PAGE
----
The deadly incident occurred in the same neighborhood where, just 12 hours earlier, a suicide car bomb killed at least ten people, including the driver, at a nearby police station.
At least one Iraqi died and seven others were wounded in the fighting, staff at a local hospital told press agencies Friday morning.
The U.S. military said troops of the 1st Armored Division riding in three Humvees were ambushed around 8 p.m. Thursday while conducting a routine patrol in Sadr City.
However, local Shiite residents said U.S. soldiers instigated the gunfight when they approached the headquarters of the radical Shiite cleric, Muqtada al-Sadr, who has publicly opposed the continuing presence of U.S. forces.
An aide to al-Sadr, Sheik Abdel-Hadi al-Daraji, blamed the U.S. soldiers for the deadly clash, saying they opened fire first on Iraqis guarding the cleric’s office.
U.S. Army spokesman Lt. Col. George Krivo would not comment to new agencies whether the soldiers were nearing al-Sadr’s headquarters when the gunfight started.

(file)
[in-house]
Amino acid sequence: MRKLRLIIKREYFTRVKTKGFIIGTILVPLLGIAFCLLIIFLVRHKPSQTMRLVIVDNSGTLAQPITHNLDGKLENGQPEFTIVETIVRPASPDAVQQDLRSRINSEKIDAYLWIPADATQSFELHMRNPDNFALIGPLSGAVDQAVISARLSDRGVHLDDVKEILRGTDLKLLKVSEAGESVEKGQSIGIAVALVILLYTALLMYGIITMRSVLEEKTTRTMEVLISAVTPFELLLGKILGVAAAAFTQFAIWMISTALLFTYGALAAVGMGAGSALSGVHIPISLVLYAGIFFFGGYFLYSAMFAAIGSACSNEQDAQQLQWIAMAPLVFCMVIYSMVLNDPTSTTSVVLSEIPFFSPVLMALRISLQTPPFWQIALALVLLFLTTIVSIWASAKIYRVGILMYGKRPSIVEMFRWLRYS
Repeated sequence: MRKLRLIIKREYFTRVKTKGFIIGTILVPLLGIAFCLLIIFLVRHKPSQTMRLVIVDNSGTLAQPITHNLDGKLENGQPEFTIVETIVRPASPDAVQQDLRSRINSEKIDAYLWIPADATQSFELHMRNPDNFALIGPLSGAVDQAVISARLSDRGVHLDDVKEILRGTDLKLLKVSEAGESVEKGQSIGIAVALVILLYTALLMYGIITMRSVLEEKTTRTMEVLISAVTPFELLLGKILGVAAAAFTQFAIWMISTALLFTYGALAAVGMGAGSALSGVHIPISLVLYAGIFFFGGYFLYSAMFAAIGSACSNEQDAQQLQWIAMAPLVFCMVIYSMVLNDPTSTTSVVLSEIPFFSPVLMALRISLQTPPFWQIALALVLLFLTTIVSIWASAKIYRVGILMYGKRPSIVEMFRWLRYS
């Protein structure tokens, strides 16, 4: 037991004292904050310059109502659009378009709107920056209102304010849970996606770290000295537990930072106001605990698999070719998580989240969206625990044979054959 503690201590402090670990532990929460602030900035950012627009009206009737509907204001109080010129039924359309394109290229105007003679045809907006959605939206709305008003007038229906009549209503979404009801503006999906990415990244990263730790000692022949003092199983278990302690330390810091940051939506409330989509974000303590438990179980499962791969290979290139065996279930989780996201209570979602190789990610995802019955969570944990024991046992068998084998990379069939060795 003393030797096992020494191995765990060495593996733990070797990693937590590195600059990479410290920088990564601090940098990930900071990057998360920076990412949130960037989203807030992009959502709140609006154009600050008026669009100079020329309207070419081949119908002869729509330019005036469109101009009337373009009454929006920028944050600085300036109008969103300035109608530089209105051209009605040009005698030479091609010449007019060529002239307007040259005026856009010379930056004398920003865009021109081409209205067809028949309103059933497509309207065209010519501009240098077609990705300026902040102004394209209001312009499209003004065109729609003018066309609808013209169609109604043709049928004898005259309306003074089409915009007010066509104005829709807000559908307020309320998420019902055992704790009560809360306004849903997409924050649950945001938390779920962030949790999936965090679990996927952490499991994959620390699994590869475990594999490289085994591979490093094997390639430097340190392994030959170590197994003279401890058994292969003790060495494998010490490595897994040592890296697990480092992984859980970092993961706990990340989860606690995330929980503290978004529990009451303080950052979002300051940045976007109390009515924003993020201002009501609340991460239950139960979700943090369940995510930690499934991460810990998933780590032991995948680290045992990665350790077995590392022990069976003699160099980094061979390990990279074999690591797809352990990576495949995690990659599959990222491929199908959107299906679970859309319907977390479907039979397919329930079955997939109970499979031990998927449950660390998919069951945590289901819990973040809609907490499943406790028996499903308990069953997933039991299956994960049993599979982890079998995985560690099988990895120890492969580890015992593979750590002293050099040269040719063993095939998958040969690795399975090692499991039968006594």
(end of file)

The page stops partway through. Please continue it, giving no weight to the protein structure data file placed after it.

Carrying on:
Krivo said a group of civilians met up with the soldiers, telling them they needed to show them something “important.” When the soldiers left their vehicles, they were attacked with guns, rocket-fired grenades and makeshift explosives, he said.
The fighting Thursday night heightened tensions between the occupation forces and the country’s Shiite Muslim religious majority.
Following Friday morning’s prayers and sermon, about 10,000 Iraqi Shiites marched through the streets of Sadr City to denounce the United States for “terrorism.” Mourners held a funeral procession for the two Iraqis they said died in fighting with the American troops.
“America claims to be the pioneer of freedom and democracy, but it resembles, or indeed is, a terror organization,” al-Daraji told the procession. “The Americans may have forgotten that the real power rests with God and not with the wretched America.”
Krivo said American officials were engaged in an “ongoing dialogue with Shiite officials” to quell the mounting tensions in Sadr City, but added the U.S. military would not change its policy of patrolling the predominantly Shiite district.